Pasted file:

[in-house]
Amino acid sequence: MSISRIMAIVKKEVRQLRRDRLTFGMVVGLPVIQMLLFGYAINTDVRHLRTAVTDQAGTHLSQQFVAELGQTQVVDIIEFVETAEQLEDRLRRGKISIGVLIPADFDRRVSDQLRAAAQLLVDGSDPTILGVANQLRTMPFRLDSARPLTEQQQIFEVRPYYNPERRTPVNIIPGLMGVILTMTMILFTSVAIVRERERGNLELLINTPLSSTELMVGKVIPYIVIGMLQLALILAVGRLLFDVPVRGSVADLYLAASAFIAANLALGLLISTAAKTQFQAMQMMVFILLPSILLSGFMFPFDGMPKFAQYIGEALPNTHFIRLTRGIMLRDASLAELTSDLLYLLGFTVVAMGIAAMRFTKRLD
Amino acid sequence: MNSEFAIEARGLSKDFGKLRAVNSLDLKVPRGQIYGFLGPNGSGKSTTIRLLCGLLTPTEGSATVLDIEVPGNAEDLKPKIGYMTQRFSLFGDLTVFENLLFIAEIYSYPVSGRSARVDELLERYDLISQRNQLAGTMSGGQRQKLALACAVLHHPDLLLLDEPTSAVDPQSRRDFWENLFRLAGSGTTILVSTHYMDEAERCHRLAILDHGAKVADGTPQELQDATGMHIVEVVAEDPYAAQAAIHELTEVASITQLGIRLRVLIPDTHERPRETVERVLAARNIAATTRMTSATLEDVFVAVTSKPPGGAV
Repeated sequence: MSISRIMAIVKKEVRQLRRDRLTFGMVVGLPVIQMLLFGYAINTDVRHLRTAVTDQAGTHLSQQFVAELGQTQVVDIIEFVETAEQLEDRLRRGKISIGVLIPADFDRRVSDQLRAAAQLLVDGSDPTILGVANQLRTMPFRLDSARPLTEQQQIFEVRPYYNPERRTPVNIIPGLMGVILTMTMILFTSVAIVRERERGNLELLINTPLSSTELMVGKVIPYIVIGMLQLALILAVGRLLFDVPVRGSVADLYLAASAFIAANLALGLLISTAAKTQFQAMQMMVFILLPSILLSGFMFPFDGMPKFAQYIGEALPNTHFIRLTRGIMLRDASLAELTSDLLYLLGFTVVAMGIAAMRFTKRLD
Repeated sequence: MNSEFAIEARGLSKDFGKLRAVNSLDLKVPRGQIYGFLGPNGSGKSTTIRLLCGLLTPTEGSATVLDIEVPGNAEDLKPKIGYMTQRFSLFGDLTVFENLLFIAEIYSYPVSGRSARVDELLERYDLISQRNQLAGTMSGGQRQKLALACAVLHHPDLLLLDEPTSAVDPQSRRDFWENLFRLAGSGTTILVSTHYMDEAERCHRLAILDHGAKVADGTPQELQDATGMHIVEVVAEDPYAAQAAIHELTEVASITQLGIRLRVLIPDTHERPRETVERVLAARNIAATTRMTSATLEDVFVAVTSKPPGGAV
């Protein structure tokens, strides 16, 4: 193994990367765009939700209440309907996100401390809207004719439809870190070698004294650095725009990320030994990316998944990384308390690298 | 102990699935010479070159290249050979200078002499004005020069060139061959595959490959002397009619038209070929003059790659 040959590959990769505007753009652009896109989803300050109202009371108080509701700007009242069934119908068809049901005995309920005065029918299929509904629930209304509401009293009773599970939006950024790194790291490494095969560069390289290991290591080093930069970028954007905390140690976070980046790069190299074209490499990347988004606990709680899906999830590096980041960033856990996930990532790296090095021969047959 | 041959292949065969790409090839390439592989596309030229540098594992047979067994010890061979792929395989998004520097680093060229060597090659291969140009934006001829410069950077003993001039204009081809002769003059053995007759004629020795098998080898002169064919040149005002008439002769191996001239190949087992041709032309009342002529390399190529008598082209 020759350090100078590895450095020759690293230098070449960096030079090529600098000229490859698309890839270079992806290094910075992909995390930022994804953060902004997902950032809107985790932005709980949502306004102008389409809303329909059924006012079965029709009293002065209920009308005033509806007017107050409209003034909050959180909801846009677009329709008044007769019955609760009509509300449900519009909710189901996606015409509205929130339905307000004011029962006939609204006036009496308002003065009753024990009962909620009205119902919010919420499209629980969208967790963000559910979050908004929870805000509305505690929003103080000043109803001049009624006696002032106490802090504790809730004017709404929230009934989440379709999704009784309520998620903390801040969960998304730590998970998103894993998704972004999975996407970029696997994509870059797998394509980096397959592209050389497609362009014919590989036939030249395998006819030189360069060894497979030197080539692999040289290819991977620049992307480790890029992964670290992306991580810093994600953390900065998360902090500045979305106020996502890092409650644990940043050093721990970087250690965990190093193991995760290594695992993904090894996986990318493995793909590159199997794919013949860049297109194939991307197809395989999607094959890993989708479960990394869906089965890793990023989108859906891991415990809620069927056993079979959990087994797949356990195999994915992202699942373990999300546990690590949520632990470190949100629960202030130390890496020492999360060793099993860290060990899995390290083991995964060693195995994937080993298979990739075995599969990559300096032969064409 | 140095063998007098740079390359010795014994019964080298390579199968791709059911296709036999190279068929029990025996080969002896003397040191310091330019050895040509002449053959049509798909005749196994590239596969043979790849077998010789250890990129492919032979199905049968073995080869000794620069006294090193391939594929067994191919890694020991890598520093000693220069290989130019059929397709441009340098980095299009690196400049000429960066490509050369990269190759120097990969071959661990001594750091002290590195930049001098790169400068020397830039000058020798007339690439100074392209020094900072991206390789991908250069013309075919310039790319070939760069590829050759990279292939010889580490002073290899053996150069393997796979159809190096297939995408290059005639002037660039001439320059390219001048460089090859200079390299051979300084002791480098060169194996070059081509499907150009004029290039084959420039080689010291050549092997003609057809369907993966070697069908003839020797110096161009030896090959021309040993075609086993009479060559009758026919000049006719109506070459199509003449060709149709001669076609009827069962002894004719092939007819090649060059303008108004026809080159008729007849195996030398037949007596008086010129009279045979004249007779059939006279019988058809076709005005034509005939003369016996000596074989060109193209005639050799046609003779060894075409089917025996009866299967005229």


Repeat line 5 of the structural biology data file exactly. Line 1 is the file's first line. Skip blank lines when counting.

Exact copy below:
Repeated sequence: MNSEFAIEARGLSKDFGKLRAVNSLDLKVPRGQIYGFLGPNGSGKSTTIRLLCGLLTPTEGSATVLDIEVPGNAEDLKPKIGYMTQRFSLFGDLTVFENLLFIAEIYSYPVSGRSARVDELLERYDLISQRNQLAGTMSGGQRQKLALACAVLHHPDLLLLDEPTSAVDPQSRRDFWENLFRLAGSGTTILVSTHYMDEAERCHRLAILDHGAKVADGTPQELQDATGMHIVEVVAEDPYAAQAAIHELTEVASITQLGIRLRVLIPDTHERPRETVERVLAARNIAATTRMTSATLEDVFVAVTSKPPGGAV